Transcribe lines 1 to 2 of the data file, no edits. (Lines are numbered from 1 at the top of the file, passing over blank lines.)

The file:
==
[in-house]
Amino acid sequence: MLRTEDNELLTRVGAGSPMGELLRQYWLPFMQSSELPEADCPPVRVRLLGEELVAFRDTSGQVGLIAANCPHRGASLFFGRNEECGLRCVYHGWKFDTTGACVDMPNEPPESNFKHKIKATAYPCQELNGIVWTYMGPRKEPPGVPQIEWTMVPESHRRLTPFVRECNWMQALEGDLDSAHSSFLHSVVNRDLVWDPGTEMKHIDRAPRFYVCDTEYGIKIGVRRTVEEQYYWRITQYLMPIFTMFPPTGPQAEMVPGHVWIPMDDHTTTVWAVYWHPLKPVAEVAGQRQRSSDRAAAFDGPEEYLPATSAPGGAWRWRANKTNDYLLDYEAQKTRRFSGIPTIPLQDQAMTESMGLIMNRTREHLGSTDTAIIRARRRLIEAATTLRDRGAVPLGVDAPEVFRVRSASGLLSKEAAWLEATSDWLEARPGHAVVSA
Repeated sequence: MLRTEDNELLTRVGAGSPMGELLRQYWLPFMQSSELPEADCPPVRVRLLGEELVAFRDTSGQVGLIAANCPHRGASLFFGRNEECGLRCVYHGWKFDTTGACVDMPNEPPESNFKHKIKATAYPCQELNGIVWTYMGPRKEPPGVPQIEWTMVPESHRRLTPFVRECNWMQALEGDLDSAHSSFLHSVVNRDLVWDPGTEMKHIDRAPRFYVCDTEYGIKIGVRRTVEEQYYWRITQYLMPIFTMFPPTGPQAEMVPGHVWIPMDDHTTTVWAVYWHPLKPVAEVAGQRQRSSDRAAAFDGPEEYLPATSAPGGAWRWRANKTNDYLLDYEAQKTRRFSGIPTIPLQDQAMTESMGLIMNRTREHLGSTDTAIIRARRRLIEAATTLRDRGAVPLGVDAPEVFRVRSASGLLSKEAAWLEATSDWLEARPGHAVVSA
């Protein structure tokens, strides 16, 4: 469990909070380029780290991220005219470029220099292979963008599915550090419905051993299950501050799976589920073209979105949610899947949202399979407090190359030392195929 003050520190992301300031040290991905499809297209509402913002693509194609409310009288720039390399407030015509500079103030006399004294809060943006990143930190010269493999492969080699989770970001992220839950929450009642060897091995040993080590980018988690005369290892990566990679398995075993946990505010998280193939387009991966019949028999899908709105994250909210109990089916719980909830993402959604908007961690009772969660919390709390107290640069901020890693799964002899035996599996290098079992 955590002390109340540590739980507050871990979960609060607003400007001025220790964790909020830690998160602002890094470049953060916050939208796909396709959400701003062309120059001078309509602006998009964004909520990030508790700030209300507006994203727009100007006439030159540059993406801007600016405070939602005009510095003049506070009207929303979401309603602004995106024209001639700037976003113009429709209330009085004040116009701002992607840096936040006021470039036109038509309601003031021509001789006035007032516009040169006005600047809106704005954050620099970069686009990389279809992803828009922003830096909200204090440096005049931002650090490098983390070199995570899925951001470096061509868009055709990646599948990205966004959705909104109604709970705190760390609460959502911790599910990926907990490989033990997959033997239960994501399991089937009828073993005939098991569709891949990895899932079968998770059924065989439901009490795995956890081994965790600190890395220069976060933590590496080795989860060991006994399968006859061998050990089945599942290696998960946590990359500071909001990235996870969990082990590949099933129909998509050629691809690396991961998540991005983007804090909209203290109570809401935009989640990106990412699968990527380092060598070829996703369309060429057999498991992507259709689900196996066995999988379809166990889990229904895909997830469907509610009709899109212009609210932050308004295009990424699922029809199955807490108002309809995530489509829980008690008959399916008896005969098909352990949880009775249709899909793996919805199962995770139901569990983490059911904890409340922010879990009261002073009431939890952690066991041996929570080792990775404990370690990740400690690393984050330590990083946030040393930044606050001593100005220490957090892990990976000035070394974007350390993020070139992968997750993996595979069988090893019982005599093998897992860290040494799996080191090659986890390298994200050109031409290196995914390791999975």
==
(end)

[in-house]
Amino acid sequence: MLRTEDNELLTRVGAGSPMGELLRQYWLPFMQSSELPEADCPPVRVRLLGEELVAFRDTSGQVGLIAANCPHRGASLFFGRNEECGLRCVYHGWKFDTTGACVDMPNEPPESNFKHKIKATAYPCQELNGIVWTYMGPRKEPPGVPQIEWTMVPESHRRLTPFVRECNWMQALEGDLDSAHSSFLHSVVNRDLVWDPGTEMKHIDRAPRFYVCDTEYGIKIGVRRTVEEQYYWRITQYLMPIFTMFPPTGPQAEMVPGHVWIPMDDHTTTVWAVYWHPLKPVAEVAGQRQRSSDRAAAFDGPEEYLPATSAPGGAWRWRANKTNDYLLDYEAQKTRRFSGIPTIPLQDQAMTESMGLIMNRTREHLGSTDTAIIRARRRLIEAATTLRDRGAVPLGVDAPEVFRVRSASGLLSKEAAWLEATSDWLEARPGHAVVSA